- has a patterning role elsewhere (limb, sclerotome, lung)
- 2 signaling activities acting (locally and at a distance) Ventral- Sonic Hedgehog
- Binds to cell surface receptor patched
- without shh, patched (Ptc) binds smoothened (Smo)
- with shh shh-Ptc releases Smo activating G protein pathway
Early Development and Neural Derivatives
- bilaminar embryo- hyoblast
- trilaminar embryo then ectoderm layer, neural plate, neural groove, neural tube and neural crest
- cranial expansion of neural tube- central nervous system
- caudal remainder of neural tube- spinal cord
- neural crest
- dorsal root ganglia
- parasympathetic / sympathetic ganglia.
- ectodermal placodes- components of the special senses: otic placode (otocyst), nasal placode, lens placode
Neural tube and Genes: neural specification- Notch/Delta, patched receptor. Border- fibroblast growth factor (fgf), BMP (BMP4, msx1) Rostral border- Dlx5
Neural tube patterning
- segmented along its length- Hox/Lim gene expression
- ventral identity- sonic hedgehog, BMP7/chordin interaction
- dorsal identity- dorsalin
For more details see Neural System - Fetal
Fetal - Second Trimester
|Brain and Ventricular Development||Brain Fissure Development|
Three-dimensional magnetic resonance imaging and image-processing algorithms have been used to quantitate between 29-41 weeks volumes of: total brain, cerebral gray matter, unmyelinated white matter, myelinated, and cerebrospinal fluid (grey matter- mainly neuronal cell bodies; white matter- mainly neural processes and glia). A study of 78 premature and mature newborns showed that total brain tissue volume increased linearly over this period at a rate of 22 ml/week. Total grey matter also showed a linear increase in relative intracranial volume of approximately 1.4% or 15 ml/week. The rapid increase in total grey matter is mainly due to a fourfold increase in cortical grey matter. Quantification of extracerebral and intraventricular CSF was found to change only minimally.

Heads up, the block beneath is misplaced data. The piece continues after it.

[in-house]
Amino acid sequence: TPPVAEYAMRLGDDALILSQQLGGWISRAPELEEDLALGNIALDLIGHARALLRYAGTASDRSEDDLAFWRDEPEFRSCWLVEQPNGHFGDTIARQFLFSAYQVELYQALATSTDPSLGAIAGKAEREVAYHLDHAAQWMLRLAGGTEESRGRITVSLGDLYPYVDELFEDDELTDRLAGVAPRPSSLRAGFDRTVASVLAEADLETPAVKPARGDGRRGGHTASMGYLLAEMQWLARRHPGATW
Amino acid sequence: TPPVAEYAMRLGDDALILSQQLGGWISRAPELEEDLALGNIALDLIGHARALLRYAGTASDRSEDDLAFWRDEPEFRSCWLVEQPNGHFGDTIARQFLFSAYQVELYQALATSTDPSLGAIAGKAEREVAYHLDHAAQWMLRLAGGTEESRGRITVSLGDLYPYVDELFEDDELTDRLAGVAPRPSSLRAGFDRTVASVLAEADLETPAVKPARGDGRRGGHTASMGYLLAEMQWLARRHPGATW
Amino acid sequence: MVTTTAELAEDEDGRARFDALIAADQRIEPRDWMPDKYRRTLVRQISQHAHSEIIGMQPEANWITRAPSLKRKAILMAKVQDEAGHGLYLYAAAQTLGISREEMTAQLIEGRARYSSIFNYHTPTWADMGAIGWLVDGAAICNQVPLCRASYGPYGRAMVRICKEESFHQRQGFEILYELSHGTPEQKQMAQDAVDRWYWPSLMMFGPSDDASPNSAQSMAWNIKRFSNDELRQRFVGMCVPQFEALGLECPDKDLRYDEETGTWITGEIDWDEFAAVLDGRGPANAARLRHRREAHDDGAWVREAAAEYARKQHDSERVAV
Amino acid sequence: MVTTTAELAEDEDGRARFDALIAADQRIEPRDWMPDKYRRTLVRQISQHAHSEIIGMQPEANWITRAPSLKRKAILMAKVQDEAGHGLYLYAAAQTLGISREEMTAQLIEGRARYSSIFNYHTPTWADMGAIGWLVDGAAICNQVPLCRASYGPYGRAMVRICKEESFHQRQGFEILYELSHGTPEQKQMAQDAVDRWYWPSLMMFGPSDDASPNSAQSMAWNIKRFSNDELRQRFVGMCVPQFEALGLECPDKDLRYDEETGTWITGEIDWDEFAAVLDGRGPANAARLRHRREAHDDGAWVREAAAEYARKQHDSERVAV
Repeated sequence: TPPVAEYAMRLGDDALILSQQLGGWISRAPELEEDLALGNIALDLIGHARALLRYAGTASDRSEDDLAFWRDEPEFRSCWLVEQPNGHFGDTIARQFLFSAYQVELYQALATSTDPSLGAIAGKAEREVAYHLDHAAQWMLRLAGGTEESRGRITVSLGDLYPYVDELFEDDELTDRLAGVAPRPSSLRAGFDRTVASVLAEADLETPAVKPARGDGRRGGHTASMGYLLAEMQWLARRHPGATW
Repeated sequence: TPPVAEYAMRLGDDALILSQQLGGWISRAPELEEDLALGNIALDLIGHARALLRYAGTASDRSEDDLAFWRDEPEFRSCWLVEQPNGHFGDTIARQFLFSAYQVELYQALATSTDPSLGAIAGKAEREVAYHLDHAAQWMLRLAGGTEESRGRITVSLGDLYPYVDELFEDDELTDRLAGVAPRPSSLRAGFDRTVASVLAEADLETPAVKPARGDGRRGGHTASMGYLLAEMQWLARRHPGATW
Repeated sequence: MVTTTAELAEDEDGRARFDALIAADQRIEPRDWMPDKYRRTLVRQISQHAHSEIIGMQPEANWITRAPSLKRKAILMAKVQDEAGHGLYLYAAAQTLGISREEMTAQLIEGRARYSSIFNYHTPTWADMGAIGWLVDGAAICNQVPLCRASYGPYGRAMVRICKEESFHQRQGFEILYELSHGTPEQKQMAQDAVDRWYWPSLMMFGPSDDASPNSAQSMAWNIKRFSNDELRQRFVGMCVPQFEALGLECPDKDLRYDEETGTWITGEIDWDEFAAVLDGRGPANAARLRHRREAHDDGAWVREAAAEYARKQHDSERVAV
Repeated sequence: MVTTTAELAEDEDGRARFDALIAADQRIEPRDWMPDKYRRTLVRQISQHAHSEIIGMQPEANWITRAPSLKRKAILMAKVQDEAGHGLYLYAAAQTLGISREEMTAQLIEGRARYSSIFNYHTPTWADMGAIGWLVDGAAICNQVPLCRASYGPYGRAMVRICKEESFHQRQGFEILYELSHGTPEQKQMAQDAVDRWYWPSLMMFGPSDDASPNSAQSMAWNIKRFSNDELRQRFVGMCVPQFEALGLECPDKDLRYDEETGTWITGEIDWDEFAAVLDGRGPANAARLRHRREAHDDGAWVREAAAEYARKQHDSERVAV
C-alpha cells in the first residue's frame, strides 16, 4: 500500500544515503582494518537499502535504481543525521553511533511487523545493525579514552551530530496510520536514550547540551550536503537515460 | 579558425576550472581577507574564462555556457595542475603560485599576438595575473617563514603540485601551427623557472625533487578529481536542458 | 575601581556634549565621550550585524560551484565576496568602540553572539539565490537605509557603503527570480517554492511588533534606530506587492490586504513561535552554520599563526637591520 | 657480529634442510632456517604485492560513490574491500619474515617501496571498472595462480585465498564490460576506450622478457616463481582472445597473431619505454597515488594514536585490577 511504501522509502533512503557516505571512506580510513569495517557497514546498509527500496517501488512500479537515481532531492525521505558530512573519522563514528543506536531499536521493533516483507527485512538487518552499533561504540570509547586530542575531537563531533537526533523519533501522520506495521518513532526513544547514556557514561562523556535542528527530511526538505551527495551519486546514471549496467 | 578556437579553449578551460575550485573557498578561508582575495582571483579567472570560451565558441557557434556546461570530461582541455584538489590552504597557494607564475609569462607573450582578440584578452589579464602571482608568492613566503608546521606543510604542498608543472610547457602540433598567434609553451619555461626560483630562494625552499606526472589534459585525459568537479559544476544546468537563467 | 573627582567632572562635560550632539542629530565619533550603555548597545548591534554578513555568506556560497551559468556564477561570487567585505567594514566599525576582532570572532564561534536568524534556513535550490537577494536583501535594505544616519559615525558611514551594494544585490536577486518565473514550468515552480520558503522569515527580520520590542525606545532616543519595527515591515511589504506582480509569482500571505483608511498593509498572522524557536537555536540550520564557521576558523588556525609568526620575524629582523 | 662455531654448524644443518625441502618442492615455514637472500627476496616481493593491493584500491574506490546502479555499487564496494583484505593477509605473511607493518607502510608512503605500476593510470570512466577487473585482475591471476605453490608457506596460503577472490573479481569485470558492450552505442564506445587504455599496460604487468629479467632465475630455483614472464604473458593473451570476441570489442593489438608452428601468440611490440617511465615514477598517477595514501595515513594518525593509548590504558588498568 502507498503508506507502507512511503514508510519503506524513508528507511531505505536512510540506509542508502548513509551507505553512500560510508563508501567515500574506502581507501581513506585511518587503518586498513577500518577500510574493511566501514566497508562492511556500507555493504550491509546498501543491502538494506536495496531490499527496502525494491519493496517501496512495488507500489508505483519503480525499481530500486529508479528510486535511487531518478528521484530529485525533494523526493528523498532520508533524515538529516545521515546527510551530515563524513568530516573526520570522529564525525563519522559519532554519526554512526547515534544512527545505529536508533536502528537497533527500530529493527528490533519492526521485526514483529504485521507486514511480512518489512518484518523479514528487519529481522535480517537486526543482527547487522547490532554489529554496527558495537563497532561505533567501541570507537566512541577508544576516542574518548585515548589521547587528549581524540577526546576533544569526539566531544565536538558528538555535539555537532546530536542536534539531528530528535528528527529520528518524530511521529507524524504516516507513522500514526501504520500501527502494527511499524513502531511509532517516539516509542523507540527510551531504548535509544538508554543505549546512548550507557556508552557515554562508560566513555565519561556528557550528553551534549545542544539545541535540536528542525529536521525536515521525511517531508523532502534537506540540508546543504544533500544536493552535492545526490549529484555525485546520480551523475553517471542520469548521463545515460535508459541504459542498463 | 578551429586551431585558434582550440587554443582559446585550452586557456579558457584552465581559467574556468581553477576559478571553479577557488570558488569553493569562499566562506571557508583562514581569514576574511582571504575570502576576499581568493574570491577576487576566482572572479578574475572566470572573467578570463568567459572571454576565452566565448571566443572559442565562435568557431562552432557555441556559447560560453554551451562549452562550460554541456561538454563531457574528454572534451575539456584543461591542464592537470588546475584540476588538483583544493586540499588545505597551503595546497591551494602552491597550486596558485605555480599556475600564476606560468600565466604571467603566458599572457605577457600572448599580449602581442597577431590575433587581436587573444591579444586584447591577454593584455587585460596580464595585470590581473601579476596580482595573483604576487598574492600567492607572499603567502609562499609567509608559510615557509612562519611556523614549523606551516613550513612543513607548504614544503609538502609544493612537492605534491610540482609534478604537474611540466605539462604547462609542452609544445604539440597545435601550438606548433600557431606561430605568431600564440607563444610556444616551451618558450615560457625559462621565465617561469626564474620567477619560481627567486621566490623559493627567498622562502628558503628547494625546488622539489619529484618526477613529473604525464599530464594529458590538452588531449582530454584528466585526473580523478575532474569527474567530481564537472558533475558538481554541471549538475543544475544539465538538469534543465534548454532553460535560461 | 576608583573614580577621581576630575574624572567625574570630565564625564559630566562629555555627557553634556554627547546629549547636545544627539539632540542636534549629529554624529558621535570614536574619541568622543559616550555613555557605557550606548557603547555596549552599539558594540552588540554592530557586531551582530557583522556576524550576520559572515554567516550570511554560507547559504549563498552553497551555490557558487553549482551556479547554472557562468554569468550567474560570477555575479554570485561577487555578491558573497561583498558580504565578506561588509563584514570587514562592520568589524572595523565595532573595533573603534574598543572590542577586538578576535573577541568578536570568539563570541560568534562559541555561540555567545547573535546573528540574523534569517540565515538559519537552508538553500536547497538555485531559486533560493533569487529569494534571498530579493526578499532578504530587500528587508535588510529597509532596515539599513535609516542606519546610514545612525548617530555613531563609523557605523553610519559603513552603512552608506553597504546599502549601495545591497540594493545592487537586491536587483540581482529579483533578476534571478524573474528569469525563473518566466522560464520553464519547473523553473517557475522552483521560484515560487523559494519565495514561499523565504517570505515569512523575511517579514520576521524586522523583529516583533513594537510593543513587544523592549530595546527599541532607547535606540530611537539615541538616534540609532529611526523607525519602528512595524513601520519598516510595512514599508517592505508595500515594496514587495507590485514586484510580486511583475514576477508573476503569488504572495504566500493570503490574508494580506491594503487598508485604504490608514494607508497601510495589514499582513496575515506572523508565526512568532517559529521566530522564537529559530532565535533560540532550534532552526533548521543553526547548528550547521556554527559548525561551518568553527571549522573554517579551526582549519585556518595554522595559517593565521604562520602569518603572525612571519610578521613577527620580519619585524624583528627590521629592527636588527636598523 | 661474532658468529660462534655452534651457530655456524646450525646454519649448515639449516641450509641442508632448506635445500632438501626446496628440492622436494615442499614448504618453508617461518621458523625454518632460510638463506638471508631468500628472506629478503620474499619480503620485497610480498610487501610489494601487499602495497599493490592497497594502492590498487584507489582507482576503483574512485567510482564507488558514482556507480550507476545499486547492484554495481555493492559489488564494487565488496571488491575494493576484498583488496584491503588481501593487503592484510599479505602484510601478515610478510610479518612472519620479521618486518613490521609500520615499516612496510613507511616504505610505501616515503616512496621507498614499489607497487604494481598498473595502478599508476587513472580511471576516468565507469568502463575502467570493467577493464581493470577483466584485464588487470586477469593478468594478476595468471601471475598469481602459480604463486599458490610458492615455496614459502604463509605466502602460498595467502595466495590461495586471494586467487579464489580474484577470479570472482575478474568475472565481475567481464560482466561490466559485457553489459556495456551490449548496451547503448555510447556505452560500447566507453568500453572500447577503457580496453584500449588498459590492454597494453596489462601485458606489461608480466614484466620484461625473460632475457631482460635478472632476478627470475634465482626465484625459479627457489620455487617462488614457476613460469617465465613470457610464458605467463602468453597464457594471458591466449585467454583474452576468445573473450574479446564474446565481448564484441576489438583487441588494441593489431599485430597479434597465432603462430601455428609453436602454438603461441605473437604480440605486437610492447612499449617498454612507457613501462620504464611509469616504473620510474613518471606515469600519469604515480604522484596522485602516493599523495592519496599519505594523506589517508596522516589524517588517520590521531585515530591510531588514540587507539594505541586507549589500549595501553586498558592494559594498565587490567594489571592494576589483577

Thyroid System and Neural Development
Gliogenesis and Myelination
Glial cells have many different types and roles in central and peripheral neural development, though they are typically described as "supportive", and have the same early embryonic origins as neurons. (More? [neuron7.htm Gliogenesis and Myelination])
Early in neural development a special type of developmental glia, radial glia, provide pathway for developing neuron (neuroblasts) migration out from the proliferating ventricular layer and are involved in the subsequent lamination and columnar organization of the central nervous system.
Types of glia: radial glia, astroglia, oligodendroglia, microglia and Schwann cells.
Gene Diseases - Sonic Hedgehog
SHH Human mutation- holoprosencephaly 3
- characteristic facies of the severe form of HPE which included a single fused eye (cyclopia) and a nose-like structure (proboscis) above the eye
- Downstream targets of Sonic hedgehog signalling: transcription factors like Gli3 (responsible for Greigs polycephalosyndactyly in humans), d Hoxd13 (responsible for polysyndactyly)
- ↑ Hee-Jin Yang, Do-Hun Lee, Yun-Jin Lee, Je G Chi, Ji Yeoun Lee, Ji Hoon Phi, Seung-Ki Kim, Byung-Kyu Cho, Kyu-Chang Wang Secondary neurulation of human embryos: morphological changes and the expression of neuronal antigens. Childs Nerv Syst: 2014, 30(1);73-82 PMID:23760472
- ↑ Mohammad Zeeshan Ozair, Chris Kintner, Ali H Brivanlou Neural induction and early patterning in vertebrates. Wiley Interdiscip Rev Dev Biol: 2013, 2(4);479-98 PMID:24014419
- ↑ Giovanna Ponti, Kirsten Obernier, Cristina Guinto, Lingu Jose, Luca Bonfanti, Arturo Alvarez-Buylla Cell cycle and lineage progression of neural progenitors in the ventricular-subventricular zones of adult mice. Proc. Natl. Acad. Sci. U.S.A.: 2013, 110(11);E1045-54 PMID:23431204
- ↑ Christina Pyrgaki, Paul Trainor, Anna-Katerina Hadjantonakis, Lee Niswander Dynamic imaging of mammalian neural tube closure. Dev. Biol.: 2010, 344(2);941-7 PMID:20558153